Assault is an attempted battery and it occurs when someone causes a victim to fear an imminent battery. In Washington State, assault is divided up into four different degrees, depending on the severity of the criminal act.

How is Assault in the First Degree Defined in Washington State?

First degree assault is defined as an attempted battery with a deadly weapon, such as a firearm, in a way that will likely cause great bodily harm or death. The assault must be done with the intent to cause harm to the victim. 

What is Considered to be a Deadly Weapon in an Assault Case?

The definition of a deadly weapon includes any instrument designed to kill or seriously injure a person. A weapon may be considered deadly due to their basic design, like a gun, knife, and some martial arts weapons. A deadly weapon can also be an instrument used for everyday tasks, such as a hammer, wrench, pipe, some articles of clothing, or even a stick.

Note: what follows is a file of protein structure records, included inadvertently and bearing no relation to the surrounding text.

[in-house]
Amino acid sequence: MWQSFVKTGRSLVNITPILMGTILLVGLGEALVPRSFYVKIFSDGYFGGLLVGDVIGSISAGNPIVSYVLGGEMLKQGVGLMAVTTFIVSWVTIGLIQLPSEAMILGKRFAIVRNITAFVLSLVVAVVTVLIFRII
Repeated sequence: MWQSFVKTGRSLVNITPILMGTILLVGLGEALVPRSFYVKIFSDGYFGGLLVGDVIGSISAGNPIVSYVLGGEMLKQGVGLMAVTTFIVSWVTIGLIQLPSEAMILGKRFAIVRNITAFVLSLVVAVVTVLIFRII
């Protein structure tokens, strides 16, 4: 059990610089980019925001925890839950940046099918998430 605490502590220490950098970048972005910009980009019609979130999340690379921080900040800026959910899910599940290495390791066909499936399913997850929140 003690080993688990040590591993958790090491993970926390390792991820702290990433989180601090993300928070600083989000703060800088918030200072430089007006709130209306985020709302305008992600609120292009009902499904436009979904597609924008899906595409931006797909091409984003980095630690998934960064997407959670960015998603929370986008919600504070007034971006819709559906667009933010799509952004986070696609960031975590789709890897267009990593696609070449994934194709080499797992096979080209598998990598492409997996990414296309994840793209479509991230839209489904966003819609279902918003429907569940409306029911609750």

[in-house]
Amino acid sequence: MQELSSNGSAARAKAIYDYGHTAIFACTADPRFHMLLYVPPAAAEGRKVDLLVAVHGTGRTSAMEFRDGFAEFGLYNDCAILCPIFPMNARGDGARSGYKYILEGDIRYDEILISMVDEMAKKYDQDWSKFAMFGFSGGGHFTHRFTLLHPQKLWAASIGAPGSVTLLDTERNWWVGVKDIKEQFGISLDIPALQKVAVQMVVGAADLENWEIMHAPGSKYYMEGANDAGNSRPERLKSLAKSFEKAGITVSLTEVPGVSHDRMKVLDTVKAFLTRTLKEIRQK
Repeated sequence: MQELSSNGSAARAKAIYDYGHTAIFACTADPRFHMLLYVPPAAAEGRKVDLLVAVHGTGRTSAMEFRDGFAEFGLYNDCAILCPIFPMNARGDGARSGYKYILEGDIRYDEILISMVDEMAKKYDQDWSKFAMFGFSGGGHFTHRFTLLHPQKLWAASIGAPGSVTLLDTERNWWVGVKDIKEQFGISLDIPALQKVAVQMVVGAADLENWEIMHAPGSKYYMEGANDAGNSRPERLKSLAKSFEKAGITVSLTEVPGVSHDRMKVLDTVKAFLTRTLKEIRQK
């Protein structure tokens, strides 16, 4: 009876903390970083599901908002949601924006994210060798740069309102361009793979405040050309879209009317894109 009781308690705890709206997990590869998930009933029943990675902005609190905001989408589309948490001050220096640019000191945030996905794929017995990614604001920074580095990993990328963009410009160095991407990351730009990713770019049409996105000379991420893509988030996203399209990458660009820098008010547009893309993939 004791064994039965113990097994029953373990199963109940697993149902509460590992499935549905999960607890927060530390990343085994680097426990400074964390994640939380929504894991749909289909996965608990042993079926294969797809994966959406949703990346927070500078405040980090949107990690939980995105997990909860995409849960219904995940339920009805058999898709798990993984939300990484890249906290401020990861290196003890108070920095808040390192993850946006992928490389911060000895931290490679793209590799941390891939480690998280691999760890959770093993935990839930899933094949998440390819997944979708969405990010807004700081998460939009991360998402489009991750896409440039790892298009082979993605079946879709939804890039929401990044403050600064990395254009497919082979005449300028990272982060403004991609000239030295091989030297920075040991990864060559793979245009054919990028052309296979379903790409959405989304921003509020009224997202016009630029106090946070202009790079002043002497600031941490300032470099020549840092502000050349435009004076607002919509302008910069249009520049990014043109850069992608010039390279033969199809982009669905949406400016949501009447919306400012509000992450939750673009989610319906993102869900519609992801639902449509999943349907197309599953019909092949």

What is Serious Bodily Injury?

Serious bodily harm, also called serious bodily injury, is an injury that interferes with and impacts an individual’s comfort or health. Some types of serious bodily injuries include:

  • Loss of limb(s)
  • Paralysis
  • Serious disfigurement
  • Injures to the spine, neck, or head 

What is the Punishment for First Degree Assault?

First degree assault is charged as a class A felony. A convicted defendant can face up to life in prison and/or a fine of up to $50,000.

Will I Get Life in Prison for Assault?

Ultimately, the severity of the punishment depends on the seriousness of the felony. A class A felony means the defendant will face the most severe level of punishment for a crime. It is possible to face a less severe punishment, but it will depend on the surrounding and any mitigating circumstances of the case.

Should I Hire a Lawyer to Help Me with My Charge?

Yes. It’s important to hire a washington criminal lawyer to fight your assault charge.